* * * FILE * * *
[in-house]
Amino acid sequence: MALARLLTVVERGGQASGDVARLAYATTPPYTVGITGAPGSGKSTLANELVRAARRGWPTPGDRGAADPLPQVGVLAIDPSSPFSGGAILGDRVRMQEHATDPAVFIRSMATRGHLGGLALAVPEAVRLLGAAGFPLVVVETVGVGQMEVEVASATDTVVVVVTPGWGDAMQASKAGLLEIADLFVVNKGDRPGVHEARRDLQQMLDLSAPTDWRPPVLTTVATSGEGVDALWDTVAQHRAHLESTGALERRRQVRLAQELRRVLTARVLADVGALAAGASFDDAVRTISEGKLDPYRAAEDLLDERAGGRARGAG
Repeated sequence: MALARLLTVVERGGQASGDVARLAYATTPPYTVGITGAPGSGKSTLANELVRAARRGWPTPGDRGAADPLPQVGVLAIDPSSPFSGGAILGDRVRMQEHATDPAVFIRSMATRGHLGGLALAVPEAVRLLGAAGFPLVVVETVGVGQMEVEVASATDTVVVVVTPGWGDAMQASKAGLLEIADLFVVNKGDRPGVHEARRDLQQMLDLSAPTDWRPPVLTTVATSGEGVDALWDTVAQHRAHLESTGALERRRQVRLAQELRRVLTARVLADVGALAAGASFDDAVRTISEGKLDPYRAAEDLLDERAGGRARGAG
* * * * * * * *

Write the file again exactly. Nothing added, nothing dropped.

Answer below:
[in-house]
Amino acid sequence: MALARLLTVVERGGQASGDVARLAYATTPPYTVGITGAPGSGKSTLANELVRAARRGWPTPGDRGAADPLPQVGVLAIDPSSPFSGGAILGDRVRMQEHATDPAVFIRSMATRGHLGGLALAVPEAVRLLGAAGFPLVVVETVGVGQMEVEVASATDTVVVVVTPGWGDAMQASKAGLLEIADLFVVNKGDRPGVHEARRDLQQMLDLSAPTDWRPPVLTTVATSGEGVDALWDTVAQHRAHLESTGALERRRQVRLAQELRRVLTARVLADVGALAAGASFDDAVRTISEGKLDPYRAAEDLLDERAGGRARGAG
Repeated sequence: MALARLLTVVERGGQASGDVARLAYATTPPYTVGITGAPGSGKSTLANELVRAARRGWPTPGDRGAADPLPQVGVLAIDPSSPFSGGAILGDRVRMQEHATDPAVFIRSMATRGHLGGLALAVPEAVRLLGAAGFPLVVVETVGVGQMEVEVASATDTVVVVVTPGWGDAMQASKAGLLEIADLFVVNKGDRPGVHEARRDLQQMLDLSAPTDWRPPVLTTVATSGEGVDALWDTVAQHRAHLESTGALERRRQVRLAQELRRVLTARVLADVGALAAGASFDDAVRTISEGKLDPYRAAEDLLDERAGGRARGAG